The second half of a basketball game is no more important than the first half. No matter how it feels. However, the second half of a basketball game is certainly different than the first half. It is the outcome of halftime adjustments. It marks the separation between a team that loses energy and one whose focus rises as the game clock dwindles.

Are you among those who have been impressed with the United States men’s basketball team and its accomplishments in the 2012 Olympic Games in London?

Do you remember the dominance of the original “Dream Team,” the first U.S. Olympic men’s basketball contingent to feature current active National Basketball Association players, in 1992? It mowed down its eight opponents by an average of nearly 44 points per game on its way to the gold medal.

If you are reading this hot off the press, the Bucks open their 2012-13 regular season three months from tonight. They start on the road, for the 28th consecutive season. The Bradley Center buzzes one night later.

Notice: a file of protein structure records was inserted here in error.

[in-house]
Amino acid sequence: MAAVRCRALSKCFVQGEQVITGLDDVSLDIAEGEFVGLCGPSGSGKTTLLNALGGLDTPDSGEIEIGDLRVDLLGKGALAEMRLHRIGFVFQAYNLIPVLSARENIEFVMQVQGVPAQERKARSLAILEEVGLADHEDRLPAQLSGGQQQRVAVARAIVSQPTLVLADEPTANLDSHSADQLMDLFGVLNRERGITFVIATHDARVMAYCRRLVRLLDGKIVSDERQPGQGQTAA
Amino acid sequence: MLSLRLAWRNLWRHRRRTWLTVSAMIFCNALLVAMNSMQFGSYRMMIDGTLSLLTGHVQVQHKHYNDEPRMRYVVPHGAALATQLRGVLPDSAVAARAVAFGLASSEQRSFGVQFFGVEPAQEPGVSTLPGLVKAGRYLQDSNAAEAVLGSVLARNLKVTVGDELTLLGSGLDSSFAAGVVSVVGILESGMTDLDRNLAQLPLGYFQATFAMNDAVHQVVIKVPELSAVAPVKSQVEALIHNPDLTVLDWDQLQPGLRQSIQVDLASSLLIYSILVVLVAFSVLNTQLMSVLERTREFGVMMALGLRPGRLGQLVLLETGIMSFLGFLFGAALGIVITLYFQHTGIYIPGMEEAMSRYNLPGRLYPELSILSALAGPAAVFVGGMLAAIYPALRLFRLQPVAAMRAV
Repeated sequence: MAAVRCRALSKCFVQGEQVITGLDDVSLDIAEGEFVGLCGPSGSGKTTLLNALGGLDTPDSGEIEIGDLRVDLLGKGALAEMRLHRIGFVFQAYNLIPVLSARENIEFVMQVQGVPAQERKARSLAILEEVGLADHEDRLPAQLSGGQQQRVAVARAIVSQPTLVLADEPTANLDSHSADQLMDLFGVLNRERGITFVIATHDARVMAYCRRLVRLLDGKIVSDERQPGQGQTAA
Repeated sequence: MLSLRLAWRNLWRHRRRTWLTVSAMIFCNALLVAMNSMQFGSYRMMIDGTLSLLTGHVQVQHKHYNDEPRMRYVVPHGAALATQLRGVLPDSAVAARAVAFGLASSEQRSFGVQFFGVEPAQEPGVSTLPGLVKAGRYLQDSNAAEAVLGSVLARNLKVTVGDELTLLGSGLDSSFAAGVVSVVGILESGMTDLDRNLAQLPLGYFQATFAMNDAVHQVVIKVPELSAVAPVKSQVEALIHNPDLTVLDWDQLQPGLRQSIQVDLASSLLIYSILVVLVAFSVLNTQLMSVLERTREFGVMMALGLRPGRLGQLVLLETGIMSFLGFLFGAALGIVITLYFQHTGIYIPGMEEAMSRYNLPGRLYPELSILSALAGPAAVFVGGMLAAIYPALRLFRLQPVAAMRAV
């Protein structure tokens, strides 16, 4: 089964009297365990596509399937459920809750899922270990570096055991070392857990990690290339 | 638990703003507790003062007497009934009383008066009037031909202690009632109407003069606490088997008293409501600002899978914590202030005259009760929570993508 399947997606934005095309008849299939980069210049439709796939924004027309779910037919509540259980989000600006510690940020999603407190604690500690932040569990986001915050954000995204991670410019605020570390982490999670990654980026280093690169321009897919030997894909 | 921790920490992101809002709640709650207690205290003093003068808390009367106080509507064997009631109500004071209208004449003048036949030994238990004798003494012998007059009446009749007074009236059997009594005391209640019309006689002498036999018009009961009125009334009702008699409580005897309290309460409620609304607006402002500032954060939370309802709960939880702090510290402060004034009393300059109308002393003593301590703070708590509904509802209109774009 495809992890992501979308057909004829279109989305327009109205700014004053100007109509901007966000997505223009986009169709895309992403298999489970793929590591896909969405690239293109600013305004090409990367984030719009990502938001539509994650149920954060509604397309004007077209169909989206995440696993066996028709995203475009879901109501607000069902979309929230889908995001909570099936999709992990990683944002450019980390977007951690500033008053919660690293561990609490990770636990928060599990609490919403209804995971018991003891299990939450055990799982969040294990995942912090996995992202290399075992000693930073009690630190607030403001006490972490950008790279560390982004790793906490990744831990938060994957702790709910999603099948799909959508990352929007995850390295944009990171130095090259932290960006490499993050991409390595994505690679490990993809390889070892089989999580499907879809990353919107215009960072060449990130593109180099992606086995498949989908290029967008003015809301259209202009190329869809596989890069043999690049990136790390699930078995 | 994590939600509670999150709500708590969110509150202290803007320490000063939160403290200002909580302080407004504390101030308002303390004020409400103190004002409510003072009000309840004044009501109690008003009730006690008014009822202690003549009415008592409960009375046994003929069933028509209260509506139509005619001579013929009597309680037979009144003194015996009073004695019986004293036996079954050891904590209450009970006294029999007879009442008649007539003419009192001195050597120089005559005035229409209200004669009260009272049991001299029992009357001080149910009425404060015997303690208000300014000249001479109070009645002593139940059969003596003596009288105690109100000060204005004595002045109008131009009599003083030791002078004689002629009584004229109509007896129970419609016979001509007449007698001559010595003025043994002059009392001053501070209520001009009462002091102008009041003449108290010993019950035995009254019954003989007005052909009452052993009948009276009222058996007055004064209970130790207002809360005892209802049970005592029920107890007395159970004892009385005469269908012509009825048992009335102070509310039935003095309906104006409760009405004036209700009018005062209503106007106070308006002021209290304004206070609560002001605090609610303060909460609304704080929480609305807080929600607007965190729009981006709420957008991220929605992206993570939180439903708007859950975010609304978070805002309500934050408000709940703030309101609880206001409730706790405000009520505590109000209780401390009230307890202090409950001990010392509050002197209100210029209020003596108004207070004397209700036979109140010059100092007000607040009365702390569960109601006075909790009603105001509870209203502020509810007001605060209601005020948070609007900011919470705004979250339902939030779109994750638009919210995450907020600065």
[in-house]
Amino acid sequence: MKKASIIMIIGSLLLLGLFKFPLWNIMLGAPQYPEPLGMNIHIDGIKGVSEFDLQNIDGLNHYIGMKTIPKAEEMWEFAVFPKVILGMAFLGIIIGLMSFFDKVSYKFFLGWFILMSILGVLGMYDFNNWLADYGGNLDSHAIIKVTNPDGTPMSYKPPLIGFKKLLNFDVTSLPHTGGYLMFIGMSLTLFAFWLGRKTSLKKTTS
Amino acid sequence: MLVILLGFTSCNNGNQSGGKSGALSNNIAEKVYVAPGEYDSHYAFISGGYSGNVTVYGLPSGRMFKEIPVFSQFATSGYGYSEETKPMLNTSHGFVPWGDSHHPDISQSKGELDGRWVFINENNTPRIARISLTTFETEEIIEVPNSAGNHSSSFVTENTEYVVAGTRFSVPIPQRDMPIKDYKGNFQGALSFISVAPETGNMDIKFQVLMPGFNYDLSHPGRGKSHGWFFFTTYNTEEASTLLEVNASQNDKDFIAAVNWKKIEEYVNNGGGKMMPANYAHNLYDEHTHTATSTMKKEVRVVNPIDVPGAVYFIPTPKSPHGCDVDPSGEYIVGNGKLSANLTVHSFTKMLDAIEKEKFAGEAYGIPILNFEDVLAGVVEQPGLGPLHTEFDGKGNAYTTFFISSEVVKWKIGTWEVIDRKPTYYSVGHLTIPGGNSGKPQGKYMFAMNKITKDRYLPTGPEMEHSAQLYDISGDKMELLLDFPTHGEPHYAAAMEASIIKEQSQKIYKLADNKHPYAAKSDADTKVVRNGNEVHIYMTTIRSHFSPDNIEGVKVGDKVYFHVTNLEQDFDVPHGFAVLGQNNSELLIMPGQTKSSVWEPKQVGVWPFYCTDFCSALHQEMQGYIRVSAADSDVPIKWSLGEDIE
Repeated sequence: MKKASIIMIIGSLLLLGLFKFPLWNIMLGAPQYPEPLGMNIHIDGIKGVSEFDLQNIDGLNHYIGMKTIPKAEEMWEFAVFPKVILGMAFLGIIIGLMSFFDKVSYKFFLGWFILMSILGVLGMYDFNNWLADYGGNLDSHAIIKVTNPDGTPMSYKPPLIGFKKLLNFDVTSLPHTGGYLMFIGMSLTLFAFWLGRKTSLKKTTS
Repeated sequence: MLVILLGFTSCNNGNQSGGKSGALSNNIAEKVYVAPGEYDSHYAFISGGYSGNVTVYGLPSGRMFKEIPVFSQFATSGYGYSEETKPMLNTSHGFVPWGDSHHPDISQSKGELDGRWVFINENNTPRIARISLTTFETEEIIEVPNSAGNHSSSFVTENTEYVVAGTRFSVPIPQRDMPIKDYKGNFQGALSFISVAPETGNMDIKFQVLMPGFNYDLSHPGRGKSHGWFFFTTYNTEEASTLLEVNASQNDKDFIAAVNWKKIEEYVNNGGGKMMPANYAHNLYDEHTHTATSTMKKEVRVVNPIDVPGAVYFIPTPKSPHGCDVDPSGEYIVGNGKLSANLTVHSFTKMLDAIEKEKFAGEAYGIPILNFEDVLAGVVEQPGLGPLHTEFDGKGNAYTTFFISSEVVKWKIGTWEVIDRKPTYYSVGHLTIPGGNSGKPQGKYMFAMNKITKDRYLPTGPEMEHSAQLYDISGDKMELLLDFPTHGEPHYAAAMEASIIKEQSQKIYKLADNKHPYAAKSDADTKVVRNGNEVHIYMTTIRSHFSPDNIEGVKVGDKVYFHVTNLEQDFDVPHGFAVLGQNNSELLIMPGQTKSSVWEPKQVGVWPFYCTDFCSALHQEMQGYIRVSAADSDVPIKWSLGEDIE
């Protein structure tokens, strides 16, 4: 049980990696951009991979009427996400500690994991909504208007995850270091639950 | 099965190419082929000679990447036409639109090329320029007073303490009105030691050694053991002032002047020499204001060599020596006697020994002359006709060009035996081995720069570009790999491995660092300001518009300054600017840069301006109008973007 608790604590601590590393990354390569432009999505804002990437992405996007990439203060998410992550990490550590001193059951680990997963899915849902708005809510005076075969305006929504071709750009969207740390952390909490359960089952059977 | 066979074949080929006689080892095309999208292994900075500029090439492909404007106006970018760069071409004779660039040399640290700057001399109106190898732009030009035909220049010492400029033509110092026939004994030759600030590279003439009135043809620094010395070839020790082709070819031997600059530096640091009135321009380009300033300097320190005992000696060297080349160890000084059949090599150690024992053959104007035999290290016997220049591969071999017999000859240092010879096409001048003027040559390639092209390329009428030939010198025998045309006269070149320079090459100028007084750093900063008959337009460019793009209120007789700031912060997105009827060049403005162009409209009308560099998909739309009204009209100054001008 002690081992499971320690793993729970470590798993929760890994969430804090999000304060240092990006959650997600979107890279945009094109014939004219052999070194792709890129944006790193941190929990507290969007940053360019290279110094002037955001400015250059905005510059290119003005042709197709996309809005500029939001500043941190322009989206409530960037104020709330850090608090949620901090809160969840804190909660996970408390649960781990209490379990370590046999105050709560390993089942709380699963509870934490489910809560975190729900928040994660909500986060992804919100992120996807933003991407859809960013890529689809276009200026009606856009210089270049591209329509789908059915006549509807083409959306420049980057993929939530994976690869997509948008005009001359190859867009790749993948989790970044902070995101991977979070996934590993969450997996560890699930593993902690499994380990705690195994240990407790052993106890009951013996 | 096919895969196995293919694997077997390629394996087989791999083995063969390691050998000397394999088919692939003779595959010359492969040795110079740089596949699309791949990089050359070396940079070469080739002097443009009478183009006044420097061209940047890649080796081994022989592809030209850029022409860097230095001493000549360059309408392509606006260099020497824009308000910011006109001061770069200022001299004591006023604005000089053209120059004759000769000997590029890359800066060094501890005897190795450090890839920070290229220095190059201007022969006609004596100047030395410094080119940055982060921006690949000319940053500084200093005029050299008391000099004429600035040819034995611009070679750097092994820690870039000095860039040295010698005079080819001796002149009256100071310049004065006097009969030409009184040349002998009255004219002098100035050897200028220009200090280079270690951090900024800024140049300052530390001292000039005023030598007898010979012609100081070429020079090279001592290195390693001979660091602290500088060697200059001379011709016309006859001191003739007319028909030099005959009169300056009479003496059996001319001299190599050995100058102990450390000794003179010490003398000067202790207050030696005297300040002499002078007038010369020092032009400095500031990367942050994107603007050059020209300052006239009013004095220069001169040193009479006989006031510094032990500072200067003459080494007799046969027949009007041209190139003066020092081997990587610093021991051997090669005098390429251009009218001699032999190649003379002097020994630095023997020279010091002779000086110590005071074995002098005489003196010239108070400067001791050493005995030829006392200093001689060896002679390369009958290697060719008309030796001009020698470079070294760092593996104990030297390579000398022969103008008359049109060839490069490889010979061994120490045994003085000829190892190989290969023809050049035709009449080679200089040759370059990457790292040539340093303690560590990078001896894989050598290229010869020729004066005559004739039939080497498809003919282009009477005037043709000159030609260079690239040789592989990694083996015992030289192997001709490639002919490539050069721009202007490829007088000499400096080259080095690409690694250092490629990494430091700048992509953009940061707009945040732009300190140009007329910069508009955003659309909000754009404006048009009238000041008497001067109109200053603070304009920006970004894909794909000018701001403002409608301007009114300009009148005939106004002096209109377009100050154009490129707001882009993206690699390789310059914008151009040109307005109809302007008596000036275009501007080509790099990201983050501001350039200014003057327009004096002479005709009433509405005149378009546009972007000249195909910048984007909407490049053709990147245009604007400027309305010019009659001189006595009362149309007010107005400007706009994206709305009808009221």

National Basketball Association teams have been working gold mines in Chapel Hill, N.C., and Lexington, Ky., with rewarding payoffs for more than a half-century.

Only one college basketball program – UCLA – has produced more NBA players than the University of North Carolina and the University of Kentucky.

Together, the Tar Heels and Wildcats have turned out 23 NBA All-Stars.

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